Transsphenoidal pituitary surgery in the elderly is safe and effective

Erlick A C Pereira, Puneet Plaha, Aswin Chari, Menaka Paranathala, Nicholas Haslam, Angela Rogers, Tim Korevaar, Diane Tran, Remi Olarinde, Niki Karavitaki, Ashley B Grossman, Simon A Cudlip

Research output: Contribution to journalArticlepeer-review

15 Citations (Scopus)


OBJECT: With an increasingly ageing population, the number of elderly people diagnosed with pituitary tumours continues to rise. There is a concern that with increasing age and comorbidities, there is higher anaesthetic risk, as well as peri-operative morbidity and mortality from pituitary surgery. This study aimed to audit the benefits and complications of transsphenoidal surgery performed in a large pituitary centre in elderly patients.

METHODS: Data on all elderly patients (age: ≥ 70 years) undergoing transsphenoidal surgery at a large tertiary referral centre between November 2003 and August 2012 were collected retrospectively.

RESULTS: A total of 104 operations were performed on 102 patients during 106 months. Median age was 75.2 years (range: 70-94) and 63 (61%) of the patients were male. Median follow-up was 15.2 months (range: 2.3-84.4). The majority presented with either peripheral visual field defects (26.4%) or pituitary hormone deficits (17.9%). A significant number (21.7%) of tumours were incidental radiological findings while investigating other diagnoses like stroke and dementia. 48.1% of operations were undertaken microscopically and the remaining 51.9% were endoscopic. Median hospital stay was 4 days (range: 3-18). Intra-operative complications included hypotension (1.9%) and blood loss requiring transfusion (2.9%). The 30-day complications included transient diabetes insipidus (9.6%), syndrome of inappropriate anti-diuretic hormone secretion (8.7%), delayed cerebrospinal fluid leak requiring lumbar drainage (0.9%) with no patient requiring formal repair. There were no peri-operative deaths. Long-term assessment suggested 79% had improved or stable endocrine function with 7% achieving biochemical cure and 91% showed improved or stable visual fields.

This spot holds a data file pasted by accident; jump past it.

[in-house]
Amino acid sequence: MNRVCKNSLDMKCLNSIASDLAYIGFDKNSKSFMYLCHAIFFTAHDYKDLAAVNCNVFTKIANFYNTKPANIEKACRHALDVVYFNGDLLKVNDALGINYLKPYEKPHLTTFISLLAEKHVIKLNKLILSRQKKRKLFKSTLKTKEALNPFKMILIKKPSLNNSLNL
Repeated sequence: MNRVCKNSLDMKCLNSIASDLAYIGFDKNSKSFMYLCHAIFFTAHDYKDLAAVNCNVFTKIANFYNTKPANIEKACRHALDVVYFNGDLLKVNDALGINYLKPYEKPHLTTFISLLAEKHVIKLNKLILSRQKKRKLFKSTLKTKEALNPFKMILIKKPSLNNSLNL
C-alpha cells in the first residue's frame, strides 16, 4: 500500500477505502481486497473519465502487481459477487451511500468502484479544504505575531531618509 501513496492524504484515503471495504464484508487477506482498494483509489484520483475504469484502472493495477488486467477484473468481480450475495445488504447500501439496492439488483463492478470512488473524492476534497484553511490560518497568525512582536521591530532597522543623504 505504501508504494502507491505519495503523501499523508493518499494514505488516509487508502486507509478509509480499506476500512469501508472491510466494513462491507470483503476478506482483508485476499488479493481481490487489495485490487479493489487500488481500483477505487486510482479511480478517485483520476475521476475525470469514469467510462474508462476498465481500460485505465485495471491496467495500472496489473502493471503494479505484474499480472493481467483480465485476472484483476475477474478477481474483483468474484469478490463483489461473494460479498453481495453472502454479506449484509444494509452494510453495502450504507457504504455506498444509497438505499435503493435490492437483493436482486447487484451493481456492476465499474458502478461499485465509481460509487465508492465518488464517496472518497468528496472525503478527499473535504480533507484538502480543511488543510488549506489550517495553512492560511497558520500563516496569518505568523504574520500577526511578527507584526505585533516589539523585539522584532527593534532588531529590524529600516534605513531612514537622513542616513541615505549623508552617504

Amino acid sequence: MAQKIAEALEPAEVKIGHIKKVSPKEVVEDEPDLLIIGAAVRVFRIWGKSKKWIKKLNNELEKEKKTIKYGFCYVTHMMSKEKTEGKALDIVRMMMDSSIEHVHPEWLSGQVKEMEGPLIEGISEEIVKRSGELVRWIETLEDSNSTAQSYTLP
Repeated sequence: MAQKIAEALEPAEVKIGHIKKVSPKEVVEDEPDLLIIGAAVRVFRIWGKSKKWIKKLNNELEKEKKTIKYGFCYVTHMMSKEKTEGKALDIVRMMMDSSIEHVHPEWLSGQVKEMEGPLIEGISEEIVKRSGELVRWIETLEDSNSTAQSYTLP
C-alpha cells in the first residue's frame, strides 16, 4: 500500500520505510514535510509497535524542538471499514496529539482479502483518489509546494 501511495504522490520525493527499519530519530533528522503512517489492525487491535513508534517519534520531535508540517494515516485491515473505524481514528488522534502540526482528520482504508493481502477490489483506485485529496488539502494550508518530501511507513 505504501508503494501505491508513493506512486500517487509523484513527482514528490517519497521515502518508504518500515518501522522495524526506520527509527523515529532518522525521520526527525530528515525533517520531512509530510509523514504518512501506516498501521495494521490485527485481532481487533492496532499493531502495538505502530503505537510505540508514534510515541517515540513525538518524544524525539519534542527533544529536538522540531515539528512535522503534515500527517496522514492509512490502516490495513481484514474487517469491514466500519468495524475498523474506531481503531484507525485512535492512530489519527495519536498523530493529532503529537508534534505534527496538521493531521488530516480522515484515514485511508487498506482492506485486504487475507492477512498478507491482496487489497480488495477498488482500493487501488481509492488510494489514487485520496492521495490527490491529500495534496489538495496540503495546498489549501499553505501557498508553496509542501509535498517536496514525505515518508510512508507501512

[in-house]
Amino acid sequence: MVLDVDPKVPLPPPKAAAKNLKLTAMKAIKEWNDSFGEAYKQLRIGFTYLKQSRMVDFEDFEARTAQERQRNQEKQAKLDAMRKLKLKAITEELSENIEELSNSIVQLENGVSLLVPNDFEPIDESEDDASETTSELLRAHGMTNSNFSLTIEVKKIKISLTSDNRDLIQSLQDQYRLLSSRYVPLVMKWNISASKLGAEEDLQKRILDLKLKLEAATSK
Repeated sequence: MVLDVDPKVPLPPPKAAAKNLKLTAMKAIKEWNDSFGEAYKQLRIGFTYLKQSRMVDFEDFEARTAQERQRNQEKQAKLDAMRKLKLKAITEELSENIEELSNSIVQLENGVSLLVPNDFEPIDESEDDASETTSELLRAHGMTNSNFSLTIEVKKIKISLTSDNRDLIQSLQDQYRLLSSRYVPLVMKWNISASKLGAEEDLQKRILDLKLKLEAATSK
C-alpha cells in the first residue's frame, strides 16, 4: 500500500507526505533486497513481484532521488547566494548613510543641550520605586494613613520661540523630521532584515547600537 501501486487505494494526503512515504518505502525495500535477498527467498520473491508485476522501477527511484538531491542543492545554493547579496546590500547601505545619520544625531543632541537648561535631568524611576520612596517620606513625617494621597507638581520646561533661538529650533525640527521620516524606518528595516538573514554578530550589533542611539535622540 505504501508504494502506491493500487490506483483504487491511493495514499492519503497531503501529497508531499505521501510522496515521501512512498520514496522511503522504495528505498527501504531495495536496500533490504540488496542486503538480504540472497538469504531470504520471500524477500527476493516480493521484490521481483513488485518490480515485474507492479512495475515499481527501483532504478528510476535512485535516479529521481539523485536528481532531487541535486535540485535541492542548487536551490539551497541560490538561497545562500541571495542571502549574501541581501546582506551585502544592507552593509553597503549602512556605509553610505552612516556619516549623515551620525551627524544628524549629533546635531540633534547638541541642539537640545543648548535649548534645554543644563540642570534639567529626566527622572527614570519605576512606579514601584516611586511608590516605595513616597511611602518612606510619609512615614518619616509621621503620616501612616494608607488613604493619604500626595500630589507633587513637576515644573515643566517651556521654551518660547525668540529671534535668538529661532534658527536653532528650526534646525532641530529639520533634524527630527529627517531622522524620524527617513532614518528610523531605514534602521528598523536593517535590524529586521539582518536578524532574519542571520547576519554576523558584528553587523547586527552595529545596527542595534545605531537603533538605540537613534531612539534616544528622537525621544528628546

CONCLUSIONS: Pituitary surgery in the elderly, whether microscopic or endoscopic, has low morbidity and mortality and is a safe and effective intervention for both symptom control and functional outcomes.

Original languageEnglish
Pages (from-to)616-21
Number of pages6
JournalBritish Journal of Neurosurgery
Issue number5
Publication statusPublished - Oct 2014


  • Adenoma
  • Aged
  • Aged, 80 and over
  • Endoscopy
  • Female
  • Humans
  • Length of Stay
  • Male
  • Neurosurgical Procedures
  • Pituitary Hormones
  • Pituitary Neoplasms
  • Postoperative Complications
  • Retrospective Studies
  • Treatment Outcome


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